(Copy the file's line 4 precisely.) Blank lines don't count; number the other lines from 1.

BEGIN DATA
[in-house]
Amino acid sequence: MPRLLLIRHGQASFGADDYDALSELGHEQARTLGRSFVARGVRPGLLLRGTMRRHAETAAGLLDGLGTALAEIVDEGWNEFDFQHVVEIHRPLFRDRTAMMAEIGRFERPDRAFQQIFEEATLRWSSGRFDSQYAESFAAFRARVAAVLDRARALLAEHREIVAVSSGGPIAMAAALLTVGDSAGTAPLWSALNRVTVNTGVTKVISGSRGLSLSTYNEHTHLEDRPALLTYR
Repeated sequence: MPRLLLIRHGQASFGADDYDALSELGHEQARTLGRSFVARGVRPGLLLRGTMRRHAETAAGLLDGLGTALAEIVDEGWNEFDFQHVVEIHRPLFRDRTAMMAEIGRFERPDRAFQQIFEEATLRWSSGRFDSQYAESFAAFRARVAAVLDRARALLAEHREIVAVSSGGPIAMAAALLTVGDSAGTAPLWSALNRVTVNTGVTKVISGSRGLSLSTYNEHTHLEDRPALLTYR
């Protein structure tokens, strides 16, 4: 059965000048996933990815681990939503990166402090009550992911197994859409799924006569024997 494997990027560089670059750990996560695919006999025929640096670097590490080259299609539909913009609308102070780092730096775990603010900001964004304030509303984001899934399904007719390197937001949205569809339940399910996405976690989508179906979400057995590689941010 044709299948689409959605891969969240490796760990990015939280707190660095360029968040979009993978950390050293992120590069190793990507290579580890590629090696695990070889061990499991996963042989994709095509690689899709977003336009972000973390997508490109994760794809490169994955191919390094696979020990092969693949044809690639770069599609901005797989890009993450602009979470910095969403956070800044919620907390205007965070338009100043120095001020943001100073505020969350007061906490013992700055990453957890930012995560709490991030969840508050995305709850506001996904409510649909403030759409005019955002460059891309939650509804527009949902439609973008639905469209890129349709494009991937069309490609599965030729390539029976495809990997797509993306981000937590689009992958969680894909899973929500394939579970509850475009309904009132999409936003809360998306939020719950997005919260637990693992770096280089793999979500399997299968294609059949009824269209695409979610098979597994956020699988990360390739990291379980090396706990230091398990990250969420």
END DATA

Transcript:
């Protein structure tokens, strides 16, 4: 059965000048996933990815681990939503990166402090009550992911197994859409799924006569024997 494997990027560089670059750990996560695919006999025929640096670097590490080259299609539909913009609308102070780092730096775990603010900001964004304030509303984001899934399904007719390197937001949205569809339940399910996405976690989508179906979400057995590689941010 044709299948689409959605891969969240490796760990990015939280707190660095360029968040979009993978950390050293992120590069190793990507290579580890590629090696695990070889061990499991996963042989994709095509690689899709977003336009972000973390997508490109994760794809490169994955191919390094696979020990092969693949044809690639770069599609901005797989890009993450602009979470910095969403956070800044919620907390205007965070338009100043120095001020943001100073505020969350007061906490013992700055990453957890930012995560709490991030969840508050995305709850506001996904409510649909403030759409005019955002460059891309939650509804527009949902439609973008639905469209890129349709494009991937069309490609599965030729390539029976495809990997797509993306981000937590689009992958969680894909899973929500394939579970509850475009309904009132999409936003809360998306939020719950997005919260637990693992770096280089793999979500399997299968294609059949009824269209695409979610098979597994956020699988990360390739990291379980090396706990230091398990990250969420």